Trip, Trap


Wolfe's comments from the Introduction to Storeys from the Old Hotel

"'Trip, Trap' was the first story I ever sold Damon Knight for his Orbit series; it marks the real beginning of my writing career."


The story is mostly made up of two intercut epistolary narratives, telling the same events from different points of view. Garth the son of Garth is a war chieftain leading a delegation to a remote tributary of his overlord, in what seems a fantasy-medieval setting. Dr Morton Finch is a field xenoarchaeologist investigating possible evidence of a previous (to Earth's) spacefaring technology, who puts himself under Garth's protection. Both tell how they learn of an ancient bridge with mysterious carvings: Garth, further, that it is defended by a troll. Both end up in the troll's lair: it is a telepathically powerful creature which believes itself a member of a powerful race that rules this world, and the natives (Garth etc) to be animals. Together they defeat the troll, and Finch learns that its inscriptions are indeed similar to those found on another distant planet.


  • It seems that the troll was indeed the remnant of an ancient starfaring race which occupied the planet before Garth's race achieved civilization. It may have been driven mad, or at least into delusion, by its long isolation.
  • The title refers to the fairy tale of the Three Billygoats Gruff, who seek to cross a bridge guarded by a troll: "Trip, trap" is the noise that the goats' hooves make on the bridge, which alerts the troll.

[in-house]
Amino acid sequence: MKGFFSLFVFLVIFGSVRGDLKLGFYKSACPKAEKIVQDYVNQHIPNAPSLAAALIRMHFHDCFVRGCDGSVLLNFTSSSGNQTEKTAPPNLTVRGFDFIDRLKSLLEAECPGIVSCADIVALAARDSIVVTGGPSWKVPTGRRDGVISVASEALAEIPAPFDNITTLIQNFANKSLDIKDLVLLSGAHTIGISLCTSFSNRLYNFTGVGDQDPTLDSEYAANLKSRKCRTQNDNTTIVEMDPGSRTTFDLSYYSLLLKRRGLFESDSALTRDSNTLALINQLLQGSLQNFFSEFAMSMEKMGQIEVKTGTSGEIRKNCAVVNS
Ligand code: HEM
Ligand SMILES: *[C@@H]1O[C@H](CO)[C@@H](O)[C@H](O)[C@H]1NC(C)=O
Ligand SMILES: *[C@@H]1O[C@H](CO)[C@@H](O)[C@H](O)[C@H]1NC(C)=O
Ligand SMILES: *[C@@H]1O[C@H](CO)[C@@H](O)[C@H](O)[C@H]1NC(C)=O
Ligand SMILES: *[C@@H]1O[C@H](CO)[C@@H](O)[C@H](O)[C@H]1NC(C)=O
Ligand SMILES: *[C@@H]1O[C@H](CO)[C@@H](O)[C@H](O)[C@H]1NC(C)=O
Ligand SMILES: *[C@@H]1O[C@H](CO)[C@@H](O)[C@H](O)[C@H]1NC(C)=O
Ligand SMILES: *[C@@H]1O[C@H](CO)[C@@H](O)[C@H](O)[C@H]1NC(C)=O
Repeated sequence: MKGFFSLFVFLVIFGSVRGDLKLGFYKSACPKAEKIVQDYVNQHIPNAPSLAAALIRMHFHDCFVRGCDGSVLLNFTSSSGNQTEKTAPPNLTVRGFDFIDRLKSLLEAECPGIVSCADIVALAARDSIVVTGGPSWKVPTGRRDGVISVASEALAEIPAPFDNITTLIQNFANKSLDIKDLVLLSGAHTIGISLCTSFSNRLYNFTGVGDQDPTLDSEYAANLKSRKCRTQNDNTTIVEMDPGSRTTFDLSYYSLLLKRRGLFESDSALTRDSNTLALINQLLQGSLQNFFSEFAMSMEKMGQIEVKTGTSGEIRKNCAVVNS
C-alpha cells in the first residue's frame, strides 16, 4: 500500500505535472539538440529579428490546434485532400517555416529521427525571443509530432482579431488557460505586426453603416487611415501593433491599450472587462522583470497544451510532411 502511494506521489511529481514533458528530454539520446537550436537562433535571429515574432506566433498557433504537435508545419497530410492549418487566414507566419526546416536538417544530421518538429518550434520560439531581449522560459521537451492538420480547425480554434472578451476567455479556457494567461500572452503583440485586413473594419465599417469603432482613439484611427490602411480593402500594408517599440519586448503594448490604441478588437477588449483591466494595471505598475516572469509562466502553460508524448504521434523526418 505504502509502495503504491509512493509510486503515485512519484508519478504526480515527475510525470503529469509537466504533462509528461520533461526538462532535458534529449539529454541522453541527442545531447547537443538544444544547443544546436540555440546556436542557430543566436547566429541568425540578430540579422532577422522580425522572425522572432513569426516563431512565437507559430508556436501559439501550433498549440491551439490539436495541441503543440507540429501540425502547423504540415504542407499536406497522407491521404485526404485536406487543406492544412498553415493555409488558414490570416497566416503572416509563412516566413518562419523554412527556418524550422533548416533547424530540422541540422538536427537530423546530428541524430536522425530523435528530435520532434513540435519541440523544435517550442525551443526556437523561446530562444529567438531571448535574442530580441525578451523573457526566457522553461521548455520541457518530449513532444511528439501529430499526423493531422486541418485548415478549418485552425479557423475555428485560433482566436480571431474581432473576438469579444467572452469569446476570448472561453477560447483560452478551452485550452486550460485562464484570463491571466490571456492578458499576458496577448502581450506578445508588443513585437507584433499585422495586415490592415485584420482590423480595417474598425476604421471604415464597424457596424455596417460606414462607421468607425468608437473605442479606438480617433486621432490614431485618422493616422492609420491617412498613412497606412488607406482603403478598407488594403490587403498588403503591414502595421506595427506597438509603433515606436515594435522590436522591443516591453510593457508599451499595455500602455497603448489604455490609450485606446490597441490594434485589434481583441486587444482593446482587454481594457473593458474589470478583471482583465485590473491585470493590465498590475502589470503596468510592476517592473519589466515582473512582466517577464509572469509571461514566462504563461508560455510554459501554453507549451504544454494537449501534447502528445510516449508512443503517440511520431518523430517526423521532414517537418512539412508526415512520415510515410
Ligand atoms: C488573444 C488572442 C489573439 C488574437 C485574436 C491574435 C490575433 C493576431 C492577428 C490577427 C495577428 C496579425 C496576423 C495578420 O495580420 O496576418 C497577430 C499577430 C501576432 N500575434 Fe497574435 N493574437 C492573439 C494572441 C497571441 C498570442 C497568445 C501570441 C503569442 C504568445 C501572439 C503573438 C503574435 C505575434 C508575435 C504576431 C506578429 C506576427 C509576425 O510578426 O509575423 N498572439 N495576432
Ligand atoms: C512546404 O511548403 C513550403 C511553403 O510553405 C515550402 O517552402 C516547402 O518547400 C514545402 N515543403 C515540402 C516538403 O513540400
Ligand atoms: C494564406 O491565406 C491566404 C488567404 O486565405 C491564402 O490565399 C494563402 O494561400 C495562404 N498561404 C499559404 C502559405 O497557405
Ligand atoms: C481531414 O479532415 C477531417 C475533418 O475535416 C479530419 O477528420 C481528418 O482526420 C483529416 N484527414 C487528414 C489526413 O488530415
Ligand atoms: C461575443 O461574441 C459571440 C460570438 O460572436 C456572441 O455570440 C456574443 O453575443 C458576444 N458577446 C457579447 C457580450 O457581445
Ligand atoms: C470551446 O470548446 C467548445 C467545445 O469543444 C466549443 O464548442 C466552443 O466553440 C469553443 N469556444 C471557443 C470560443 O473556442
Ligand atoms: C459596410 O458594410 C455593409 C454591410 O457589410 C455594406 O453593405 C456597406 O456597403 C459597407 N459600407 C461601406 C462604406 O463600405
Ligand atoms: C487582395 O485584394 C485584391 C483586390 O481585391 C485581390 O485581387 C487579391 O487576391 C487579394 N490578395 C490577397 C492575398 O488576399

• Dokerfins is a colloquial corruption of "Doctor Finch".

A note about the writing of the story

In Contemporary Authors Autobiography Series, Vol. 9, Wolfe writes:

"I sent him [Knight] a rather experimental story in which a series of reports by an astronaut and a series of letters from a knight on the medieval planet he was exploring ran in parallel columns -- the left column being science fiction, the right fantasy. Knight liked the story but not its double-column format, and asked me to break it up into conventional skips from astronaut to alien and back to astronaut.
"I retitled it 'Trip Trap,' idiotically retyped it with the astronaut's reports, complete, followed by the alien's letters, and returned it to Knight...
"Knight returned 'Trip Trap' marked to show the points at which he felt the switches from one letter to the other should be made. I spent a couple of hours trying to improve on them and found I could not... I'm still questioned occasionally about that dedication; this is the event to which it refers."

The dedication mentioned is that to The Fifth Head of Cerberus: "To Damon Knight, who one well-remembered June evening in 1966 grew me from a bean."

Unresolved Questions

  • Where did the traki's starfaring civilization go or what happened to them?
  • Did Finch kill the traki and then blame it on Garth in his communique to Beatty? Likewise, did Garth take credit for killing the traki in his communique to his Protector? Finch claims he lost consciousness, but, when Garth comes out of his trance, Finch is covered in blood, holding his sword, which is also covered in blood. Their respective stories that Garth killed the traki in the "spirit world" seems rather dubious given the blood on the sword.

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